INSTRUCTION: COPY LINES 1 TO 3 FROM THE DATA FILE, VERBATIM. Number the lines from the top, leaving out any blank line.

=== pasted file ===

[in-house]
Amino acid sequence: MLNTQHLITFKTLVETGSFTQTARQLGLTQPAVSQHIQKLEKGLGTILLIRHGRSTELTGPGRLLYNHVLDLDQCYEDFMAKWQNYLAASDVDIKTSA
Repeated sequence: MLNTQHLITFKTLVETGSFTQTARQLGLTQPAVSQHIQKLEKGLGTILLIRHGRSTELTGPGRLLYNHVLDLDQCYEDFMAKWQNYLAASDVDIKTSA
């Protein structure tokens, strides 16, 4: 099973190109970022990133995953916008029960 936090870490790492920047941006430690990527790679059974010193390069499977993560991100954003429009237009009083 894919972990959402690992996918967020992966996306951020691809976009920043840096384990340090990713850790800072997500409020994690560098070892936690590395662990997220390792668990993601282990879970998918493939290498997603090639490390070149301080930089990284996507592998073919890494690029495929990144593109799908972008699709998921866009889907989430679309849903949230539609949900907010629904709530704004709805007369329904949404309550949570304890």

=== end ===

[in-house]
Amino acid sequence: MLNTQHLITFKTLVETGSFTQTARQLGLTQPAVSQHIQKLEKGLGTILLIRHGRSTELTGPGRLLYNHVLDLDQCYEDFMAKWQNYLAASDVDIKTSA
Repeated sequence: MLNTQHLITFKTLVETGSFTQTARQLGLTQPAVSQHIQKLEKGLGTILLIRHGRSTELTGPGRLLYNHVLDLDQCYEDFMAKWQNYLAASDVDIKTSA